We’re gearing up for the release this week of The Stone Boy. A bit later in this post I’ll paste an excerpt that isn’t in the free view or the Sneak Preview.
The heroine in The 13th Step is in her forties when she finds love.
Book blurb: A former career soldier finds herself unprepared for civilian life and the emotional attachment she develops for a new AA member.
That’s all I’ll reveal for now.
In The Stone Boy, the main characters are teenagers.
Dialogue excerpts from the book:
Like a deer sensing danger in the forest, Nicole’s head lifted, wondering where the sound of her name came from. She heard it again, just outside her door. It was her mother. Adina had come home early. Derek’s eyes got wide, and he mouthed “your mom?” while she nodded, rising off the bed softly. When he started to get up, she put out her hand, stopping him.
“You need somebody like him right now. With everything you’re going through, you need someone to love you hard,” was all her grandmother said next.
“Wow, Nicole. If your dad and Mrs. Robinette had stayed together, you and Deijanna would be sisters,” Regan said.
Mulberry Avenue was a historic street in need of attention, with century old maple trees forming a leafy canopy overhead as their roots erupted through the sidewalks, causing any number of tumbles and scrapes. Jamesetta Torelli was almost a victim as she frantically ran up and down the winding path full of sturdy, two story brick homes. Wild eyed and almost incoherent, still wearing slippers and wringing her housecoat to the point of popping off the buttons in distress, she imagined all types of scenarios that could befall a man in Dom’s condition. Dominic Torelli was loose in a neighborhood controlled by young thugs, an elderly male suffering from the onset of early Alzheimer’s. An easy target. That thought had her blood pressure progressively rising with each step. First her grandson, and now her husband missing. Lord, how much more could she endure? Her heart almost stopped when she saw Dominic being physically escorted back down the street by that boy, that kid next door to them. That criminal.
“What are you doing with my husband?” she demanded, not waiting for an answer as she clamped a hand on Dom’s frail wrist, yanking him away from that tall hoodlum whose name she couldn’t remember. The teen stepped back, throwing both his palms up while quietly stepping aside.
“I’ve got to walk little Nicole to the bus stop,” Dominic whined. “I’ve got to get her to school-”
“Oh Dominic, Nicole isn’t in elementary school anymore,” Jamesetta sighed, her body sagging in relief. “You just about gave me a heart attack. Come on now, come on home so I can take care of you. Don’t you worry about Nicole ‘cause she’s already left for school. She’ll be back this afternoon.”
Looking at the strange male by his side with a mixture of confusion and fear, Dom still had to ask, “You’re not one of those boys who ganged up on my son? Are you sure?”
“Naw, cuz it’s like your wife says, Nicole’s not little anymore, and your son’s a man now. So whatever you’re talking about happened a long time ago,” Derek said. “I saw Nicole this morning when her friend with the little blue car picked her up again. Guess she didn’t need to wait on the bus.”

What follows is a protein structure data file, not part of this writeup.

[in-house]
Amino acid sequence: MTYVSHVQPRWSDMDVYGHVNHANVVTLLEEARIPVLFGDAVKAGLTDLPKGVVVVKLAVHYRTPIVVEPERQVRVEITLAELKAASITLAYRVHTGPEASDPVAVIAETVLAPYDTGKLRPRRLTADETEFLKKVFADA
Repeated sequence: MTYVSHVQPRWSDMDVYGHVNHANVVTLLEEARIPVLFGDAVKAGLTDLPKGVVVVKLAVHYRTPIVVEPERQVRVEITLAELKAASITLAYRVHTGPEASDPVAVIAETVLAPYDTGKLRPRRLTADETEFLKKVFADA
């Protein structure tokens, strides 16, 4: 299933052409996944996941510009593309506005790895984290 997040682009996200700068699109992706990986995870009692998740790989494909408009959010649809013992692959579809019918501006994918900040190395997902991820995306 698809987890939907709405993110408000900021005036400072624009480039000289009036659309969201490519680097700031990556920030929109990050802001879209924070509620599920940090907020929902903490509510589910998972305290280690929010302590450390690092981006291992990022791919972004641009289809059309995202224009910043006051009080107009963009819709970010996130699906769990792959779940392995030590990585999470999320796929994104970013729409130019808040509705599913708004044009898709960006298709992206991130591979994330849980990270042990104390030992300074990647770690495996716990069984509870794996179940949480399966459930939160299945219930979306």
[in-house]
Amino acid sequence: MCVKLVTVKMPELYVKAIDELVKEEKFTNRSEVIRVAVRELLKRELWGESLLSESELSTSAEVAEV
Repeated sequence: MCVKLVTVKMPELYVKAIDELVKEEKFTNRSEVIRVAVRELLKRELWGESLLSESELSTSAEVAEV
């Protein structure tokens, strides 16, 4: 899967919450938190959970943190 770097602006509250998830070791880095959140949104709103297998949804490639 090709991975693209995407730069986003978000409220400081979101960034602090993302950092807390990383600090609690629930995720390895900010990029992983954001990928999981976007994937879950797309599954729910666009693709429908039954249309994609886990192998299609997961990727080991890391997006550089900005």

“I told those boys to stay away from my son. They never bothered Anthony anymore after that.” Six foot three and meek as a lamb, Dominic timidly apologized to his barely five foot tall wife. “I didn’t mean to worry you, Etta.”
“Well, you did whether you meant to or not. But I married you for better or for worse, so I guess I’m stuck with you,” she grinned, linking her arm with his. Derek was forgotten as the tiny, gray haired woman tugged and pushed her husband towards the path back home. Fumbling for the cigarette lodged between his ear and his temple, Derek lit it, chuckling as he watched the couple teeter and veer from the sidewalk to the grass, then back again. In the time it took them to finally get to their driveway, he was already on his porch. Jamesetta looked up at him, her mouth flattened into a pinched line. “Thank you,” she mumbled. He just nodded. She paused, then snapped her roller clad head around to glare directly at him. “You’re too young to be smoking so much. You need to quit”
“Yes, ma’am. I sure do,” Derek agreed, exhaling slowly, his eyelids narrowed and lashes lowered in order to avoid the smoke caressing his face.
“But you won’t,” Jamesetta said.
“No, ma’am. I sure won’t no time soon. Been tryin’ to quit though.”
Dominic Torelli smiled at him as if he still couldn’t quite figure out who he was. Then he looked down at his wife with the same expression. But he followed her into the house, grumbling about how the grass needed to be done. Derek leaned back in his chair, using the rear legs to rock off of while his own pushed against the porch post. Some days he’d alternate by sitting on the steps or taking a seat on the porch. Either way, just sitting in the front was a given ever since he’d dropped out of high school. This was his second year on Mulberry, and just as Dominick Torelli’s health had progressively gone down, the same was true for Mulberry Avenue. Even worse, two happy little kids who never did nothin’ to nobody had just vanished, and here he was sitting around waiting on that bullet with his name on it, cuz he sure as hell wasn’t gonna live to see twenty-one. Life really sucked.
Plus he was out of cigarettes.
A multiple chapter excerpt can be viewed here